October -

Nature now spreads around, in dreary hue,
A pall to cover all that summer knew;
Yet, in the poet's solitary way,
Some pleasing objects for his praise delay;
Something that makes him pause and turn again,
As every trifle will his eye detain: —
The free horse rustling through the stubble field;
And cows at lair in rushes, half conceal'd;
With groups of restless sheep who feed their fill,
O'er clear'd fields rambling wheresoe'er they will;

The hedger stopping gaps, amid the leaves,
Which time, o'er-head, in every colour weaves;
The milkmaid pausing with a timid look,
From stone to stone, across the brimming brook;
The cotter journeying with his noisy swine,
Along the wood-side where the brambles twine,
Shaking from mossy oaks the acorns brown,
Or from the hedges red haws dashing down;
The nutters, rustling in the yellow woods,
Who teaze the wild things in their solitudes;

The hunters, from the thicket's avenue,
In scarlet jackets, startling on the view,
Skimming a moment o'er the russet plain,
Then hiding in the motley woods again;
Then hiding in the motley woods again;
The plopping gun's sharp, momentary shock,
Which echo bustles from her cave to mock;
The bawling song of solitary boys,
Journeying in rapture o'er their dreaming joys,
Haunting the hedges in their reveries,
For wilding fruit that shines upon the trees;

The wild wood music from the lonely dell,
Where merry Gipseys o'er their raptures dwell,
Haunting each common's wild and lonely nook,
Where hedges run as crooked as the brook,

Shielding their camps beneath some spreading oak,
And but discovered by the curling smoke
Puffing, and peeping up, as wills the breeze,
Between the branches of the coloured trees: —
Such are the pictures that October yields,
To please the poet as he walks the fields;
While Nature — like fair woman in decay,
Whom pale consumption hourly wastes away —
Upon her waning features, winter chill,
Wears dreams of beauty that seem lovely still.
Among the heath-furze still delights to dwell,
Quaking, as if with cold, the harvest bell;
And mushroom-buttons each moist morning brings,
Like spots of snow-shine in dark fairy rings.

Wild shines each hedge in autumn's gay parade;
And, where the eldern trees to autumn fade,
The glossy berry picturesquely cleaves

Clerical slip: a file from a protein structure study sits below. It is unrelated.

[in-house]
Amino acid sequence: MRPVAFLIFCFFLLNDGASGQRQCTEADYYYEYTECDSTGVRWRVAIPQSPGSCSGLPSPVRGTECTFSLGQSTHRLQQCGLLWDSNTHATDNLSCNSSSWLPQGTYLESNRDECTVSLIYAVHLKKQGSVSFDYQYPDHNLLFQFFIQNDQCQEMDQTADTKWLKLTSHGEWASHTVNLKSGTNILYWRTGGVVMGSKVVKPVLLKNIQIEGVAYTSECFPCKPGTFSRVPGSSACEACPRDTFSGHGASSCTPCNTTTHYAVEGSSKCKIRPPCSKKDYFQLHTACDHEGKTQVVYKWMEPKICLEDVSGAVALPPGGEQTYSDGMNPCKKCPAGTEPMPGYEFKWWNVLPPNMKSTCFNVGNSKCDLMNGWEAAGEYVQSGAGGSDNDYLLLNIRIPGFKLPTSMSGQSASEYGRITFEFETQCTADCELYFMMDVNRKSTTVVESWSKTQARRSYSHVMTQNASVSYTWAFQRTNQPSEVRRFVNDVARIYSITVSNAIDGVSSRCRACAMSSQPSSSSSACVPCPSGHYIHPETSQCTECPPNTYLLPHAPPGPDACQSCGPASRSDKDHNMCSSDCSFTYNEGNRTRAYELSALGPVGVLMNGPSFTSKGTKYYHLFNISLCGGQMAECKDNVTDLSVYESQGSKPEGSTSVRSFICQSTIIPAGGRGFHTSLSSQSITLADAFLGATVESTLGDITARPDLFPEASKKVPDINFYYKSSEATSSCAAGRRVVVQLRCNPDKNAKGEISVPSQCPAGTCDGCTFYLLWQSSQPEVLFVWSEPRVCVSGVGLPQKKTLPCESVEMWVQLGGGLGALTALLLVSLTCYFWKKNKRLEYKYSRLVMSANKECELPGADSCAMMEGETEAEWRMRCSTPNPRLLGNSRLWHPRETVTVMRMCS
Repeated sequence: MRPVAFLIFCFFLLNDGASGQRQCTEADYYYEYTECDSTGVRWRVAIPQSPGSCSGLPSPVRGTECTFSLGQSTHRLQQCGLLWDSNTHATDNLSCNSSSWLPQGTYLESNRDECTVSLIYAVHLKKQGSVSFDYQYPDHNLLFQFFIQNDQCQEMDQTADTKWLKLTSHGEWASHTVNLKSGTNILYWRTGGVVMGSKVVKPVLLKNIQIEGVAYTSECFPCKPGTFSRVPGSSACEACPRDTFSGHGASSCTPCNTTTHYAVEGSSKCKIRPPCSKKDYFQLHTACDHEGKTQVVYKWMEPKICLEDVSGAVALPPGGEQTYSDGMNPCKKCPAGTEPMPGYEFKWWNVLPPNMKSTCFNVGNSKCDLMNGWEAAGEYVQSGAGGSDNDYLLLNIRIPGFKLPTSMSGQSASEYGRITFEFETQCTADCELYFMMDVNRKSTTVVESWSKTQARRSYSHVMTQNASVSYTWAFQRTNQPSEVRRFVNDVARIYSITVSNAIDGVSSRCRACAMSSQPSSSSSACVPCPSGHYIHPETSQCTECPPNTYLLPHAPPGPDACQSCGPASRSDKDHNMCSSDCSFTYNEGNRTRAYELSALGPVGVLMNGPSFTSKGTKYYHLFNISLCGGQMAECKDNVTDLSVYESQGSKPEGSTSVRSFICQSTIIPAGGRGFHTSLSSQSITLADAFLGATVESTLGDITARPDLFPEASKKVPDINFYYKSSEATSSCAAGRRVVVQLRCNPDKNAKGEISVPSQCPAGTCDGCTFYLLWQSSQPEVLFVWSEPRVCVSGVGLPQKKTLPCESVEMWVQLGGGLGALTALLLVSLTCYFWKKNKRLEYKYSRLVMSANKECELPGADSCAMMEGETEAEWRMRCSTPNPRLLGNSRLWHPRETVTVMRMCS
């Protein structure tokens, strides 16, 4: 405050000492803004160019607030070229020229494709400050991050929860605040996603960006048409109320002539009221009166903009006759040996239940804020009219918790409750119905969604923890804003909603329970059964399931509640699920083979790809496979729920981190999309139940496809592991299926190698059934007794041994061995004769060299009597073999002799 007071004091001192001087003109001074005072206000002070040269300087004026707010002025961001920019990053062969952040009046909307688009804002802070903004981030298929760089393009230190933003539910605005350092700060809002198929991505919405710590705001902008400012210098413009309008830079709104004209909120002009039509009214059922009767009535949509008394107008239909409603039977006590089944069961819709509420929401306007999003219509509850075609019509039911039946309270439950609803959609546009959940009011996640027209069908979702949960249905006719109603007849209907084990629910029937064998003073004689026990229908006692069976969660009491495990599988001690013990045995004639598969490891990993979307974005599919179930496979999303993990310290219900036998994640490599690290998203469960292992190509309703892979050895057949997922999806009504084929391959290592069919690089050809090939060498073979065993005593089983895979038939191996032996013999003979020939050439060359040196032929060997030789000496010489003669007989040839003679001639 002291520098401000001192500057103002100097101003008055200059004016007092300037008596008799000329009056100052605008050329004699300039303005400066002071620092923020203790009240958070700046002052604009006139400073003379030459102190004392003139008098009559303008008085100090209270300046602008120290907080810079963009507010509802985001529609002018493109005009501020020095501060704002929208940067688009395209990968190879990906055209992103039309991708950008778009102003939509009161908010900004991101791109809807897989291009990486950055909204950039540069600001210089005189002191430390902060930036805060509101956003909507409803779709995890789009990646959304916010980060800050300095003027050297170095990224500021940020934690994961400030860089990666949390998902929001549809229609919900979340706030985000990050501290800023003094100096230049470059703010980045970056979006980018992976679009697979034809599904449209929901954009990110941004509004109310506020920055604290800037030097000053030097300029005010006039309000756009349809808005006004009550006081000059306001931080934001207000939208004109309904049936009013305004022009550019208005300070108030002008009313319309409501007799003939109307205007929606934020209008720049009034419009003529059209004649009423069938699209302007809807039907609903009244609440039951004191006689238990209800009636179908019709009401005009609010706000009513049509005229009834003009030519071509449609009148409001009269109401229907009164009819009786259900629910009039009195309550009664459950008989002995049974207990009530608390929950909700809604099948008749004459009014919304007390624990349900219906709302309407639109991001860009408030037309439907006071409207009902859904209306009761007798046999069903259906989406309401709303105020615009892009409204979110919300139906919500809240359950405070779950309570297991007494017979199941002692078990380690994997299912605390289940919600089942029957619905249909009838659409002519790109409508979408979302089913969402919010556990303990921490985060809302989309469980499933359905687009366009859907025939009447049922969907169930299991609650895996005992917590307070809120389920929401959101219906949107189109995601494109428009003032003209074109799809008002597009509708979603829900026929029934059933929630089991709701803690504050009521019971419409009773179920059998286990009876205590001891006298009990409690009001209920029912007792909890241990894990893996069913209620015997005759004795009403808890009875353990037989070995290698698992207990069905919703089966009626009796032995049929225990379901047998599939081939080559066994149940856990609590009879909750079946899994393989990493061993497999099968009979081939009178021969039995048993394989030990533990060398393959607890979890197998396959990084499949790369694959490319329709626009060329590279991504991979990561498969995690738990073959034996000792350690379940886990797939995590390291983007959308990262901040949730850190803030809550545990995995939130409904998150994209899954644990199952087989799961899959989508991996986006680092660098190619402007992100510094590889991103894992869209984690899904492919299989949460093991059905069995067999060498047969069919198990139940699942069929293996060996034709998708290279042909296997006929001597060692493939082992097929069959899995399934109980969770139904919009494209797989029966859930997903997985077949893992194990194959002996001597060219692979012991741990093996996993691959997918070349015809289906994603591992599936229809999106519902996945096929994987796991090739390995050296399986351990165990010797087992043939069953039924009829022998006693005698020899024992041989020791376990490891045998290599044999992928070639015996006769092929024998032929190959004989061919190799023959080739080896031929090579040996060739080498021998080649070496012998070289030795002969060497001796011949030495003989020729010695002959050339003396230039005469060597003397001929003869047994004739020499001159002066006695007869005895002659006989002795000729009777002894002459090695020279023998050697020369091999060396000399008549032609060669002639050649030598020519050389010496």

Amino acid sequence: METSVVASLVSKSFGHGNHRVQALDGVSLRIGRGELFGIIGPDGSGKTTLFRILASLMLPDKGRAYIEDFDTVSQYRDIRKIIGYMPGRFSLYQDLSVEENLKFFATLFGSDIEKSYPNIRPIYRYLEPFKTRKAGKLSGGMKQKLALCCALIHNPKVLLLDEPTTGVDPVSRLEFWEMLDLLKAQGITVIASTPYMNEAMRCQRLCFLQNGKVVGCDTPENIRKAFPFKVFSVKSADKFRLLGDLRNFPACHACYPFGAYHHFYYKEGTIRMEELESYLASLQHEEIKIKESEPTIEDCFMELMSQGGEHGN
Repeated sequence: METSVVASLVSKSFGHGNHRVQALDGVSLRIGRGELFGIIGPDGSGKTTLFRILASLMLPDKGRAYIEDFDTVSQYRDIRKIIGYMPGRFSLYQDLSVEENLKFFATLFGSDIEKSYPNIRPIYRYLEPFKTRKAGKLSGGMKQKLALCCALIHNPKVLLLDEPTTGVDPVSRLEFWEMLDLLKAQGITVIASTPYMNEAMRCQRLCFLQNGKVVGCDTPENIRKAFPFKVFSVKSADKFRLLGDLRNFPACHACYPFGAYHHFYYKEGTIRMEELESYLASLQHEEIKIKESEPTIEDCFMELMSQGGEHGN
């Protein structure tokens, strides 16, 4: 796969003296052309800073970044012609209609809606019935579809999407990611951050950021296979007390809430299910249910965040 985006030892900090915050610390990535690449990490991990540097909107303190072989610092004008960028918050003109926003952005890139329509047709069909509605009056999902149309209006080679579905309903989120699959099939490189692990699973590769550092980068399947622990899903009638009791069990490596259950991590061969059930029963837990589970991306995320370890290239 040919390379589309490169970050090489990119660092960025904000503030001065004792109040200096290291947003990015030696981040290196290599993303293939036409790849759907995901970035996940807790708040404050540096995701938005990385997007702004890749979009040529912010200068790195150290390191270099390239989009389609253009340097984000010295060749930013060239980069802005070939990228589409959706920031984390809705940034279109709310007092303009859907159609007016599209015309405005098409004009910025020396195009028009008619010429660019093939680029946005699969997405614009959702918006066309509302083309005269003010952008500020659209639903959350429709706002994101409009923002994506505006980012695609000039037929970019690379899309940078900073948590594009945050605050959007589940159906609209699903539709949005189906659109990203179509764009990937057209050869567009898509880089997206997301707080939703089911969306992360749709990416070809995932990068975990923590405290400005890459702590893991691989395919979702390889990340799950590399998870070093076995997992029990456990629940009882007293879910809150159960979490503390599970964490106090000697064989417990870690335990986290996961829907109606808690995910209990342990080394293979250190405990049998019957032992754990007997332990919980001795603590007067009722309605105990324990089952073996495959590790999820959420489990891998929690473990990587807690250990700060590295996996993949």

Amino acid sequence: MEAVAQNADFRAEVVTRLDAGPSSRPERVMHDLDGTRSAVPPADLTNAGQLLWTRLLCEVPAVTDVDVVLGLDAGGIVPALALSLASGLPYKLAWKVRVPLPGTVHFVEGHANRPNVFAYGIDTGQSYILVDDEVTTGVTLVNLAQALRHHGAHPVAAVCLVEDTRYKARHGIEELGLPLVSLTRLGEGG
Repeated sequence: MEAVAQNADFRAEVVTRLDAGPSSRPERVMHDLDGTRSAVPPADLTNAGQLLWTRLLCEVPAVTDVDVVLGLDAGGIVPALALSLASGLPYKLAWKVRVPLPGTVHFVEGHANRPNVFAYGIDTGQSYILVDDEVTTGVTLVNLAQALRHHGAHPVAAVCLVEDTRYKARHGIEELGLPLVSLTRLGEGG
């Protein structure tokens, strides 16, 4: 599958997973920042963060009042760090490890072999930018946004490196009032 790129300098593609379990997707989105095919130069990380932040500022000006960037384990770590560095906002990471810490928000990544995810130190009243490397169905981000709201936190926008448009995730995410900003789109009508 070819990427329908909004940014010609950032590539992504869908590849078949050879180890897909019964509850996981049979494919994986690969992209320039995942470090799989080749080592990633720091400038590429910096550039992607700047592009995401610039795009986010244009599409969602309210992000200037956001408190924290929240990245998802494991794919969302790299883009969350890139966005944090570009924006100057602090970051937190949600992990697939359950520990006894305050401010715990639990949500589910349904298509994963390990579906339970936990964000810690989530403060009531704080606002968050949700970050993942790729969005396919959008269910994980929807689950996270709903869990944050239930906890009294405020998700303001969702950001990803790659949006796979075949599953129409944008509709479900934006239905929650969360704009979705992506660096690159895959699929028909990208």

Its swarthy bunches 'mid the yellow leaves,
On which the tootling robin feeds at will,
And coy hedge-sparrow stains its little bill.

The village dames, as they get ripe and fine,
Gather the bunches for their " eldern wine; "
Which, bottled up, becomes a rousing charm,
To kindle winter's icy bosom warm;
And, with its merry partner, nut-brown beer,
Makes up the peasant's Christmas-keeping cheer.

Like to a painted map the landscape lies;
And wild above, shine the cloud-thronged skies,
That chase each other on with hurried pace,
Like living things, as if they ran a race.
The winds, that o'er each sudden tempest brood,
Waken like spirits in a startled mood;
Flirting the sear leaves on the bleaching lea,
That litter under every fading tree;
And pausing oft, as falls the patting rain;
Then gathering strength, and twirling them again,
Till drops the sudden calm: — the hurried mill
Is stopt at once, and every noise is still;

Save crows, that from the oak trees quawking spring,
Dashing the acorns down with beating wing,
Waking the wood's short sleep in noises low,
Patting the crimpt brakes withering brown below;
And whirr of starling crowds, that dim the light
With mimic darkness, in their numerous flight;
Or shrilly noise of puddocks' feeble wail,
As in slow circles round the woods they sail;
While huge black beetles, revelling alone,
In the dull evening hum their heavy drone.
These trifles linger through the shortening day,
To cheer the lone bard's solitary way;
Till surly Winter comes with biting breath,
And strips the woods, and numbs the scene with death;
Then all is still o'er wood and field and plain,
As nought had been, and nought would be again.
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